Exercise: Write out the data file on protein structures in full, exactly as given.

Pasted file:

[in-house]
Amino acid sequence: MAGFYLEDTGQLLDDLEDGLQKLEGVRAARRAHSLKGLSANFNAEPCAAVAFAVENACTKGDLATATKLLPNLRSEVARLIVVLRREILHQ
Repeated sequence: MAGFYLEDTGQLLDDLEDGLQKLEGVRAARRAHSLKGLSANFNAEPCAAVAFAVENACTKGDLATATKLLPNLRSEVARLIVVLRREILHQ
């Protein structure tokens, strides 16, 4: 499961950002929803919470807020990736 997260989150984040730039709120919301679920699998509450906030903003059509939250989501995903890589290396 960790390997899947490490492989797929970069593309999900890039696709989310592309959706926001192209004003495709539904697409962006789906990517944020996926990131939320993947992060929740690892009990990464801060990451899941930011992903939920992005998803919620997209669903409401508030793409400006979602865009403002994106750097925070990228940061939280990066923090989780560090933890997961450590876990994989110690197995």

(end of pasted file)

[in-house]
Amino acid sequence: MAGFYLEDTGQLLDDLEDGLQKLEGVRAARRAHSLKGLSANFNAEPCAAVAFAVENACTKGDLATATKLLPNLRSEVARLIVVLRREILHQ
Repeated sequence: MAGFYLEDTGQLLDDLEDGLQKLEGVRAARRAHSLKGLSANFNAEPCAAVAFAVENACTKGDLATATKLLPNLRSEVARLIVVLRREILHQ
């Protein structure tokens, strides 16, 4: 499961950002929803919470807020990736 997260989150984040730039709120919301679920699998509450906030903003059509939250989501995903890589290396 960790390997899947490490492989797929970069593309999900890039696709989310592309959706926001192209004003495709539904697409962006789906990517944020996926990131939320993947992060929740690892009990990464801060990451899941930011992903939920992005998803919620997209669903409401508030793409400006979602865009403002994106750097925070990228940061939280990066923090989780560090933890997961450590876990994989110690197995």